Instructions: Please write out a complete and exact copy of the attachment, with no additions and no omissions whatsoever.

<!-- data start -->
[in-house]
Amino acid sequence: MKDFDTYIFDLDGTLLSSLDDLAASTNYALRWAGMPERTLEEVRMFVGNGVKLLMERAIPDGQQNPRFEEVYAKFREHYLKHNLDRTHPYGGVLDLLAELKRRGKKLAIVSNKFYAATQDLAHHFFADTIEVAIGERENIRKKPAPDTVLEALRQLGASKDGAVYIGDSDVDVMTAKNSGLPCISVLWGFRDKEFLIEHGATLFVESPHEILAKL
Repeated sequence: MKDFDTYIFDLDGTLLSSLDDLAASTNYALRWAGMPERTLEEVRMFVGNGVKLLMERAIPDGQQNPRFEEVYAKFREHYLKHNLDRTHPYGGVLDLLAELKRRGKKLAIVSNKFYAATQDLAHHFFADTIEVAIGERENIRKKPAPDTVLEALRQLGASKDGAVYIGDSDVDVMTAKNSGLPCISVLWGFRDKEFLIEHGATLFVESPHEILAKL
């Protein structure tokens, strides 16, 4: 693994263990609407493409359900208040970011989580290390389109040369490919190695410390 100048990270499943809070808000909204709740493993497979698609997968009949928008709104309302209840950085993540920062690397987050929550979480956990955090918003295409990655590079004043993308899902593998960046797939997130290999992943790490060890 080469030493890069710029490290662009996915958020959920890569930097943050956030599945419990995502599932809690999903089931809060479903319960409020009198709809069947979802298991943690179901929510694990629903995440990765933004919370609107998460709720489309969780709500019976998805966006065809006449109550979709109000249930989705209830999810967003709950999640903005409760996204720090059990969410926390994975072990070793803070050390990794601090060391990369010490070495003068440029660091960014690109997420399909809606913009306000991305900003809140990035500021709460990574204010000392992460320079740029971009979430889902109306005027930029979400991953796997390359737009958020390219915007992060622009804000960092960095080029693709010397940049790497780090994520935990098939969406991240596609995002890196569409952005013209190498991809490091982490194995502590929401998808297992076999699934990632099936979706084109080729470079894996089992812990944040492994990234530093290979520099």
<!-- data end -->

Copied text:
[in-house]
Amino acid sequence: MKDFDTYIFDLDGTLLSSLDDLAASTNYALRWAGMPERTLEEVRMFVGNGVKLLMERAIPDGQQNPRFEEVYAKFREHYLKHNLDRTHPYGGVLDLLAELKRRGKKLAIVSNKFYAATQDLAHHFFADTIEVAIGERENIRKKPAPDTVLEALRQLGASKDGAVYIGDSDVDVMTAKNSGLPCISVLWGFRDKEFLIEHGATLFVESPHEILAKL
Repeated sequence: MKDFDTYIFDLDGTLLSSLDDLAASTNYALRWAGMPERTLEEVRMFVGNGVKLLMERAIPDGQQNPRFEEVYAKFREHYLKHNLDRTHPYGGVLDLLAELKRRGKKLAIVSNKFYAATQDLAHHFFADTIEVAIGERENIRKKPAPDTVLEALRQLGASKDGAVYIGDSDVDVMTAKNSGLPCISVLWGFRDKEFLIEHGATLFVESPHEILAKL
């Protein structure tokens, strides 16, 4: 693994263990609407493409359900208040970011989580290390389109040369490919190695410390 100048990270499943809070808000909204709740493993497979698609997968009949928008709104309302209840950085993540920062690397987050929550979480956990955090918003295409990655590079004043993308899902593998960046797939997130290999992943790490060890 080469030493890069710029490290662009996915958020959920890569930097943050956030599945419990995502599932809690999903089931809060479903319960409020009198709809069947979802298991943690179901929510694990629903995440990765933004919370609107998460709720489309969780709500019976998805966006065809006449109550979709109000249930989705209830999810967003709950999640903005409760996204720090059990969410926390994975072990070793803070050390990794601090060391990369010490070495003068440029660091960014690109997420399909809606913009306000991305900003809140990035500021709460990574204010000392992460320079740029971009979430889902109306005027930029979400991953796997390359737009958020390219915007992060622009804000960092960095080029693709010397940049790497780090994520935990098939969406991240596609995002890196569409952005013209190498991809490091982490194995502590929401998808297992076999699934990632099936979706084109080729470079894996089992812990944040492994990234530093290979520099």